Mergers and Acquisitions are an integral part of the growth strategy for any business and can dictate the fortunes of the company for years to come. It is a way of restructuring an organization with an aim to improve growth and add value.
Companies can grow in two main ways: either organically or by merging with, or acquiring other companies. Companies often prefer to take the inorganic route as it is seen as a faster way to grow compared to organic growth, especially when companies have excess cash at their disposal.
However, majority of the deals end in failure due to operational and cultural disconnect between the acquirer and target. In the following sections, we discuss how an M&A deal creates value for investors, why maximum deals end in failure and what steps should be taken to make a deal successful.
Creating Value: When strategic and operational drivers are compelling enough, companies buy other companies to grow in scale and scope i.e. they acquire either horizontally or vertically in order to enhance their positioning in the diverse market place, grow revenues or realize cost synergies. Cost Synergy is created if the acquisition is strategic and results in cost savings from the elimination of redundant personnel or overlapping R&D efforts. Revenue Synergy is created with increased revenues from cross-selling opportunities.
Why Majority Deals Fail: The sad fact is that most deals look great on paper, but only few organizations pay proper attention to the integration process—that is, how the deal will actually work once all the paperwork is signed. What ensues is failure of the combined firm in achieving the desired value creation.
Major reasons that lead to failure are:
Lack of cultural integration.
Difference in strategy and growth models of target and acquirer.
Overpaying for an acquisition while being caught up in a bidding war.
Inability to realize the synergies that were expected prior to the acquisition.
However, this does not mean that companies should not attempt to grow inorganically. As a matter of fact, companies which have grown in this fashion have had higher shareholder return than the bystanders.
Keys to a successful M&A integration:
• Clearly Defined M&A Strategy: Acquirer should understand its strategy and create an M&A plan fitting to its own strategy. Successful acquisitions focus first on articulating the reasoning and objectives and then managing the tactical and functional activities to achieve those.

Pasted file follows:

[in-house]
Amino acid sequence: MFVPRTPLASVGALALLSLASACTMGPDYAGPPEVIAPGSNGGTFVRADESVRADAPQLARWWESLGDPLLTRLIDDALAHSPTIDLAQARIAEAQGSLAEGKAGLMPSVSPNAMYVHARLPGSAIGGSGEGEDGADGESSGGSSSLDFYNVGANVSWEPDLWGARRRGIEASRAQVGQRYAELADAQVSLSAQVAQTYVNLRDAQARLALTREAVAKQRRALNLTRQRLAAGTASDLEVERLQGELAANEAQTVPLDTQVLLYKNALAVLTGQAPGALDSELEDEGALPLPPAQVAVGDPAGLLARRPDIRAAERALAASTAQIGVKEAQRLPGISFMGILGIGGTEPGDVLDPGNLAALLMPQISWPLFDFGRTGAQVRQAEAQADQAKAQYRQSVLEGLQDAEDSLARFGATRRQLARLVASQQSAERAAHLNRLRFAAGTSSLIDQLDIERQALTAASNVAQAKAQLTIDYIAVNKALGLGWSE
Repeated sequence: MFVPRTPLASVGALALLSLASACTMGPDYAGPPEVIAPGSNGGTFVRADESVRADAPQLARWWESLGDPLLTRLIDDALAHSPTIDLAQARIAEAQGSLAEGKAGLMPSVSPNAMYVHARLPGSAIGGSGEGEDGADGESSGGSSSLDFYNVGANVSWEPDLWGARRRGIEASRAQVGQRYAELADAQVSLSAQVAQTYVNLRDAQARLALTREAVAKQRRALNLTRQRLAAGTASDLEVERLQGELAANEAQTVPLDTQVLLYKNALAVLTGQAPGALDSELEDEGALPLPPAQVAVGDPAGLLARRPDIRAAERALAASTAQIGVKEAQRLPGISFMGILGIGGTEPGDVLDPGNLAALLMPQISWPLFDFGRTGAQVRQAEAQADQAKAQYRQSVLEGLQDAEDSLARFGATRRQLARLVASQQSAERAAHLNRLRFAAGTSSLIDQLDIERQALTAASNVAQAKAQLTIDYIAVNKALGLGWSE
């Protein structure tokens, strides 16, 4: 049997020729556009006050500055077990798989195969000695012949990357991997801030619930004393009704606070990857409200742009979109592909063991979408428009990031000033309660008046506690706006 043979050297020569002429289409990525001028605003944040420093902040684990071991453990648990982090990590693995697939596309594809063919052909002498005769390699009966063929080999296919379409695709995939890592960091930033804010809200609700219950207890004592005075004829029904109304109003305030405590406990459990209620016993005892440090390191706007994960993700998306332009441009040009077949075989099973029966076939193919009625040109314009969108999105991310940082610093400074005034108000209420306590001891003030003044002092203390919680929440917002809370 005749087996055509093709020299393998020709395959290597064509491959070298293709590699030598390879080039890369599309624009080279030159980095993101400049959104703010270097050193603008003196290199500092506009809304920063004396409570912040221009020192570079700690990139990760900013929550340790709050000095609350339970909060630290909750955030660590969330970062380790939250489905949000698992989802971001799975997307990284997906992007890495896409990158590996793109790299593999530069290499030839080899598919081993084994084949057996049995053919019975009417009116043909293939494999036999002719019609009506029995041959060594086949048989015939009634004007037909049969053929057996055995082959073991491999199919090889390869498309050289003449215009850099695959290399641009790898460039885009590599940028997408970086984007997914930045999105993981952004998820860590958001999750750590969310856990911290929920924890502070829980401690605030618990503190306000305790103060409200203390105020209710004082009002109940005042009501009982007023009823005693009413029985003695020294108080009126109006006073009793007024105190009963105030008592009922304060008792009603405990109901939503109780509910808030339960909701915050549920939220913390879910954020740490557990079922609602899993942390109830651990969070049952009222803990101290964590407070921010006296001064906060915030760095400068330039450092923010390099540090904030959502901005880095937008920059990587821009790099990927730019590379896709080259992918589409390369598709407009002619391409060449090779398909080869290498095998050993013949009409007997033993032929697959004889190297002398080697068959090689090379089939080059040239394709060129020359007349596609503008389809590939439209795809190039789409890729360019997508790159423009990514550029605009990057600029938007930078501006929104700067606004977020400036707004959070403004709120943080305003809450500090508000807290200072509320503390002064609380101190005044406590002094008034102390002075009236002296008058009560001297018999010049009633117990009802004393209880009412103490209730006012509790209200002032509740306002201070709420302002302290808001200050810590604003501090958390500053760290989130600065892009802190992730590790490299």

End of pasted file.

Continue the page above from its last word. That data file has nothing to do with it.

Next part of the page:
• Committed Leadership: A very important factor determining the success of the deal is the extent to which the senior management teams of both organizations align and commit to the strategy and objectives of the deal.
• Managing people and culture: To achieve the objectives of an M&A, it is critical that people are managed through the cycle of change, from where the organisation is to where it needs to be. It is key to deal with people issues before an attempt is made to address the integration issues, as the cultural differences can impact business operations and destroy value.
• Adopting Large-scale Change Framework: A merger or an acquisition is a large-scale change that cannot be handled by the existing hierarchical organization. Large-scale, strategic change, requires a more transformational process. Project management is rarely sufficient to make acquisition integration successful. Financial executives can benefit from understanding the principles that underpin a large-scale, strategic change approach.
• Conducting proper Due Diligence and testing against Conventional Wisdom: Do close analysis of the business you are buying and have a hard nose look at the price you are paying. Prices paid with the motive of being one up against a competitor in a bidding war are always difficult to justify later.
To conclude, M&A can be a very powerful tool to propel growth and add value for shareholders. It helps the company to enter new markets, expand their horizons and develop new capabilities. However, to achieve this, the management must pay heed to the above mentioned key points regarding successful post M&A integration.